The ethical approval was received from the ethics committee (#R08075H). Hospital administrators granted permissions to conduct the study. Good scientific practices [28] and the principles for medical research and legislation [29] were adhered to. The research assistants provided verbal and written information about the purpose and process of the study to adolescents. Adolescents’ participation in the trial was voluntary, and they gave written informed consent. It was possible to withdraw from the study without giving any reason, and it did not affect treatment. If there were severe concerns, such as suicidal ideation, a research assistant informed the responsible nurse or physician to ensure the safety of the adolescent. Anonymity was ensured by having personal access to the program only with a username and password. Unidentifiable codes (IDs) were used, and only the research assistants had access to the program. Anonymity was guaranteed in all phases of the study and reporting of the results. Printed e-diaries included only the unidentifiable IDs. They were stored in a locked space, and the e-diary texts were protected by passwords.

Characteristics of Electronic Diary Users

Of the 89 participants, 47 used the e-diary. Almost all e-diary users were females. The majority of them were in high school compared to nonusers, many of whom were in a vocational school. More e-diary users had had previous episodes of depression. They had also used mental health services and medication more frequently than nonusers. According to BDI-21, more e-diary users had moderate or severe depression symptoms than nonusers. However, nonusers had slightly more serious problems in functioning (C-GAS) than did e-diary users. Characteristics of the e-diary users and nonusers are described in Table 1.

Table 1. Characteristic of electronic diary users and nonusers.
CharacteristicsUsers, n (%)Nonusers, n (%)
Age (Years)

1516 (34)9 (22)

1617 (36)21 (51)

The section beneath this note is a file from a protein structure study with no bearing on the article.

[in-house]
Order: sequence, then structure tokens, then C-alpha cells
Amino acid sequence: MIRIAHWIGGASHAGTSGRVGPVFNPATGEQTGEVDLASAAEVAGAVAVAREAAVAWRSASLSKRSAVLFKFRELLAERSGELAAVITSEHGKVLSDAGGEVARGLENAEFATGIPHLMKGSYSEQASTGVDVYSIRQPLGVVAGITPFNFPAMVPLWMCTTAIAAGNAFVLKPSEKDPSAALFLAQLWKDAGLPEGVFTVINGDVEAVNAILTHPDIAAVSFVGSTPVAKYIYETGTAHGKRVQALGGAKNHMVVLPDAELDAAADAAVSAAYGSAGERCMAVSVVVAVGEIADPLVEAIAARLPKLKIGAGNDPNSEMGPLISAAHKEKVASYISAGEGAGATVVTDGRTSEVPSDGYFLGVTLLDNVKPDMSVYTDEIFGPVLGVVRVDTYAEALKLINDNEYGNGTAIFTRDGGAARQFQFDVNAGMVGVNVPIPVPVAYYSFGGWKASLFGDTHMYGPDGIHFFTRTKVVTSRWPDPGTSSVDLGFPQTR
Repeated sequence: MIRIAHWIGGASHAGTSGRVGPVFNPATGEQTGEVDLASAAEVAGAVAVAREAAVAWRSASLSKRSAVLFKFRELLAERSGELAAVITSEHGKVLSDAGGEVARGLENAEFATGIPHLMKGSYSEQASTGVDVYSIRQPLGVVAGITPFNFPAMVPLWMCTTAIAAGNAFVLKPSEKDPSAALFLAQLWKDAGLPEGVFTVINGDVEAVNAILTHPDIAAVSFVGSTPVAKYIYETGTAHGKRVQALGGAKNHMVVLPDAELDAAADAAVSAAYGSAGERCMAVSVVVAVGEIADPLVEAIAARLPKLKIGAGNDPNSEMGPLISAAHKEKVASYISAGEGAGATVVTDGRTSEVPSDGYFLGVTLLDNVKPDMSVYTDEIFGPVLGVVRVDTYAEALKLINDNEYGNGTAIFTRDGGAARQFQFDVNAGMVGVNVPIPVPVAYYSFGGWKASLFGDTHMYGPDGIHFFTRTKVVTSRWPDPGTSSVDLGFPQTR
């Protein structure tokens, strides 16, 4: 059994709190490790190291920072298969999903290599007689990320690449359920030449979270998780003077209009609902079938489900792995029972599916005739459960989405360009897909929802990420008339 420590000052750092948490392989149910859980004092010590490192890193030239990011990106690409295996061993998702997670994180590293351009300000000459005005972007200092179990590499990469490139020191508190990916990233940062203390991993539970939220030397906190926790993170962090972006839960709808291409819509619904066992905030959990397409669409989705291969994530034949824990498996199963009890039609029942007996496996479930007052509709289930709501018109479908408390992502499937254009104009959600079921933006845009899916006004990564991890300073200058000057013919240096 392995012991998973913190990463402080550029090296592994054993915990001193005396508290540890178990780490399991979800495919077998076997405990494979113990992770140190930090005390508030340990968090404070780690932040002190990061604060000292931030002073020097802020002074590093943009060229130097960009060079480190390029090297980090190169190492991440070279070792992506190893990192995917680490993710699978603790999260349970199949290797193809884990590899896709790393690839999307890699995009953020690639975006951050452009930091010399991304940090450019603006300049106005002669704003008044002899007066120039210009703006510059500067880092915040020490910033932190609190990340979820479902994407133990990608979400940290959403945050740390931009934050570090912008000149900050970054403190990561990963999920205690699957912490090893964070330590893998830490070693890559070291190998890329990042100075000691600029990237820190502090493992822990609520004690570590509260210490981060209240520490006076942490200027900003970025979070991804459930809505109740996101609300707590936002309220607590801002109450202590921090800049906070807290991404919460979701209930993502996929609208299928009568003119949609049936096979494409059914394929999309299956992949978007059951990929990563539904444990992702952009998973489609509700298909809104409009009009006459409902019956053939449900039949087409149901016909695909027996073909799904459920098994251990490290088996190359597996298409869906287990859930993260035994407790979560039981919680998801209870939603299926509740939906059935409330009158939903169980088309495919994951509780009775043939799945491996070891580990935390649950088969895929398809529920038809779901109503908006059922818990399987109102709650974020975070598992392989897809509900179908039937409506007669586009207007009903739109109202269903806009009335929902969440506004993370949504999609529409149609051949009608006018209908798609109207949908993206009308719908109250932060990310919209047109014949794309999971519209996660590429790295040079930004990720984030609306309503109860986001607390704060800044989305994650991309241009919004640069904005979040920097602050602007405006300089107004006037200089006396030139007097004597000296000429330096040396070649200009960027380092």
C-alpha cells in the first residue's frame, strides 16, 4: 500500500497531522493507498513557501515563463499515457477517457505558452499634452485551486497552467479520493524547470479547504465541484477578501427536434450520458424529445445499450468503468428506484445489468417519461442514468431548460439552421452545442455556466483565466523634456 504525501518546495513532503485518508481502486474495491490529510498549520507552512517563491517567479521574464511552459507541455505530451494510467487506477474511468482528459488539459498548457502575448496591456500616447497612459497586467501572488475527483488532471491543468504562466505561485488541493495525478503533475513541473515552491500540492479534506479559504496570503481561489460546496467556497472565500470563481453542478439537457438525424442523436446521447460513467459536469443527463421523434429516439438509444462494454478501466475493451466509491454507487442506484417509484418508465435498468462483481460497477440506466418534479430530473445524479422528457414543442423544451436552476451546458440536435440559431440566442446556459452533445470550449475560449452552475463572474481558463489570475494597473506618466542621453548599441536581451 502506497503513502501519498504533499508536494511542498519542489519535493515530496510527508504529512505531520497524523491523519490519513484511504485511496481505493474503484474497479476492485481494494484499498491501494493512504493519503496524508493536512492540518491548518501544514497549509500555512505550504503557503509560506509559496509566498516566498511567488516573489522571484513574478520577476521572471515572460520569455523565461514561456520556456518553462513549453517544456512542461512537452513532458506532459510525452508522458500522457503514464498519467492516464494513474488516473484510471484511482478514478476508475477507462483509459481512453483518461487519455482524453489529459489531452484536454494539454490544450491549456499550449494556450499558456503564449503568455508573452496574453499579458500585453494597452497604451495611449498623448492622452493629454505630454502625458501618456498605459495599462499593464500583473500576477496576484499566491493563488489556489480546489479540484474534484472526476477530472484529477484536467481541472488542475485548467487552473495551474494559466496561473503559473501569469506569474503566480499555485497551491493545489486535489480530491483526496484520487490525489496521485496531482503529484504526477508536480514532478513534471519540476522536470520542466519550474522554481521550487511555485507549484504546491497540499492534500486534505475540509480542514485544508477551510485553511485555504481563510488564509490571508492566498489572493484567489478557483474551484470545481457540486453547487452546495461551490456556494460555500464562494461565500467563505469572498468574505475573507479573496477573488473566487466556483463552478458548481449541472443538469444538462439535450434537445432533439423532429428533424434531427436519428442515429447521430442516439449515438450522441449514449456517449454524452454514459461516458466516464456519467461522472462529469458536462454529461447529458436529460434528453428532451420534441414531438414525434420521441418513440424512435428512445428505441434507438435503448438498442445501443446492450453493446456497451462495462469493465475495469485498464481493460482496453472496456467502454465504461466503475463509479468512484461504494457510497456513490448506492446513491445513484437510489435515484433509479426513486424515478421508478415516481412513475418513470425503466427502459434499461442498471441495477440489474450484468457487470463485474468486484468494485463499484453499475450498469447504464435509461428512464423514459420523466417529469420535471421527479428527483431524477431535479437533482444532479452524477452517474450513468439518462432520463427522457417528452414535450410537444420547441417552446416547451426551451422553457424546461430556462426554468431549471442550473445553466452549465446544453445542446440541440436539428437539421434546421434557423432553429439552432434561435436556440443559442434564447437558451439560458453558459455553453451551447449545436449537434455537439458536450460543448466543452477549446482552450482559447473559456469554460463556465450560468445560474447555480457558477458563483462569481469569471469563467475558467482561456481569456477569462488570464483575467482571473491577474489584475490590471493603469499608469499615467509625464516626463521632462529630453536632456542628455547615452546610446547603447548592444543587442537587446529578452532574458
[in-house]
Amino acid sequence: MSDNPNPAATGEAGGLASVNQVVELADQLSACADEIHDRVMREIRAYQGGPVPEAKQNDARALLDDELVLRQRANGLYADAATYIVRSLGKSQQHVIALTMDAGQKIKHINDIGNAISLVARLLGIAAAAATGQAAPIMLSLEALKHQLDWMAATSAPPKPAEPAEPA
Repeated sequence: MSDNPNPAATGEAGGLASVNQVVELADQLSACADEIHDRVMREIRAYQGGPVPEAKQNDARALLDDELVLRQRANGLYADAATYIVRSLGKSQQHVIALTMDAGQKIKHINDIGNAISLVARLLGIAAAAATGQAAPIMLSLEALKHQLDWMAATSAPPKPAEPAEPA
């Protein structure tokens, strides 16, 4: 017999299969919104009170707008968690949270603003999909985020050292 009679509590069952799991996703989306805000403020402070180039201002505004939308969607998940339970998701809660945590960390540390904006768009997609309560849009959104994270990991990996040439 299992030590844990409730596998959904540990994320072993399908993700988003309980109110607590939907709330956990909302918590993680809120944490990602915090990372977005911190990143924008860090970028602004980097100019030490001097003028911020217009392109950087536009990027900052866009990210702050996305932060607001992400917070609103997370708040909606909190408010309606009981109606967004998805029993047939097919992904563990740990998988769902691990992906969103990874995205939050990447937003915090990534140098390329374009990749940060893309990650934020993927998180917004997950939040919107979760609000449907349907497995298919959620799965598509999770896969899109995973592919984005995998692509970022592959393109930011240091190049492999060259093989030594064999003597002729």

1713 (28)11 (27)

18a1 (2)0 (0%)

Female45 (96)21 (51)

Male2 (4)20 (49)

Comprehensive school20 (43)18 (47)

High school24 (51)9 (24)

Vocational school3 (6)11 (29)
Previous depression

Yes32 (71)23 (61)

No13 (29)15 (49)
Previous use of mental health services

Yes32 (71)26 (68)

No13 (29)12 (32)

Yes21 (46)14 (37)

No25 (54)24 (63)
Beck Depression Inventory 21 score

<105 (11)14 (34)

10-166 (13)10 (24)

17-2919 (41)10 (24)

30-6316 (35)7 (17)
Children’s Global Assessment Scale score

90-811 (2)1 (3)

80-713 (6)6 (16)

70-6118 (38)11 (30)

60-5114 (30)7 (19)

50-4110 (21)8 (22)

40-311 (2)4 (11)

aRespondents who turned 18 years of age after the recruitment.

Usage of Electronic Diary

Overall, 53% (47/89) of the participants used the e-diary during data collection. Most of the adolescents (16/47, 34%) logged into the e-diary within 2 weeks, and 21% (10/47) logged into the e-diary at least once during each of the 5 weeks. The adolescents logged into the program a total of 147 times (range 1-13 times; median 2; mean 3.1, SD 2.3). Most adolescents (39/47, 83%) logged into the e-diary during the first week, and over half (27/47, 57%) of the e-diary logs were made during the 2 first weeks. In addition, 21% (10/47) of the adolescents relogged into their e-diary and modified or added their output later. Nearly all (22766/22855, 99.61%) of the e-diary logs were made using text form (words), while pictures were rarely used (89/22855, 0.39%). The most logged themes, based on the number of log-ins, were “well-being” and “adolescents rights and responsibilities” (Table 2). The number of words used ranged from 8 to 1442 per each log (mean 174.2, SD 204.4).

Table 2. Usage of the electronic diary within 1 week and all 5 weeks.
TopicWords (n=22,766), n (%)Pictures (n=89), n (%)Total (N=22,855), n (%)Logging frequency (N=147), n (%)
Well-being8081 (35.50)23 (25.84)8104 (35.46)51 (35.70)
Home and family4286 (18.83)20 (22.47)4306 (18.84)33 (22.45)
Adolescents rights and responsibilities4877 (21.42)29 (32.58)4906 (21.47)24 (16.33)
Adolescent depression2742 (12.04)5 (5.62)2747 (12.02)21 (14.29)
Treatment of adolescents’ depression2780 (12.21)12 (13.48)2792 (12.22)18 (12.24)
Figure 1. Logging days and hours.
View this figure

Sundays to Tuesdays were the most common days for writing in the e-diary, and evenings were the most common time of the day (Figure 1). Adolescents did not use the e-diary at all after 2 am. Logs made in the program at night time (from 23 pm to 2 am) or in the mornings (from 09 am to 12 pm) were also very limited.

Topics of the Electronic Diary

In this study, 3 main categories were formed to represent the topics of the adolescents’ e-diaries—mental disorder, relationship, and identity (Table 3).

Mental Disorder